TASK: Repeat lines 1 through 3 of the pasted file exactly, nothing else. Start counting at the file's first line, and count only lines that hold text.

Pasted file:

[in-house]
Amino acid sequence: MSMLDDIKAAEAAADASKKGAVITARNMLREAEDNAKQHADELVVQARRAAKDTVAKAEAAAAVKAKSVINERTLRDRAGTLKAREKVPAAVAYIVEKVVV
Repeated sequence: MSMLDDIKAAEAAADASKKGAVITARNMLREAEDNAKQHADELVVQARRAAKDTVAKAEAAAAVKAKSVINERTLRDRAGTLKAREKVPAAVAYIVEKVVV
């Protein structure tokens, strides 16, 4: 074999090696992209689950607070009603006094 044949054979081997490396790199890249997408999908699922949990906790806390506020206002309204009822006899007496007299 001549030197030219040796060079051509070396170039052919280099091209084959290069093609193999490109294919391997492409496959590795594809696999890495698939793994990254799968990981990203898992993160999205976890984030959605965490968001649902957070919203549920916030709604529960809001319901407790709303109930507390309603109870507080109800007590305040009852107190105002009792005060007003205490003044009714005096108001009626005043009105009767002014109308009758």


[in-house]
Amino acid sequence: MSMLDDIKAAEAAADASKKGAVITARNMLREAEDNAKQHADELVVQARRAAKDTVAKAEAAAAVKAKSVINERTLRDRAGTLKAREKVPAAVAYIVEKVVV
Repeated sequence: MSMLDDIKAAEAAADASKKGAVITARNMLREAEDNAKQHADELVVQARRAAKDTVAKAEAAAAVKAKSVINERTLRDRAGTLKAREKVPAAVAYIVEKVVV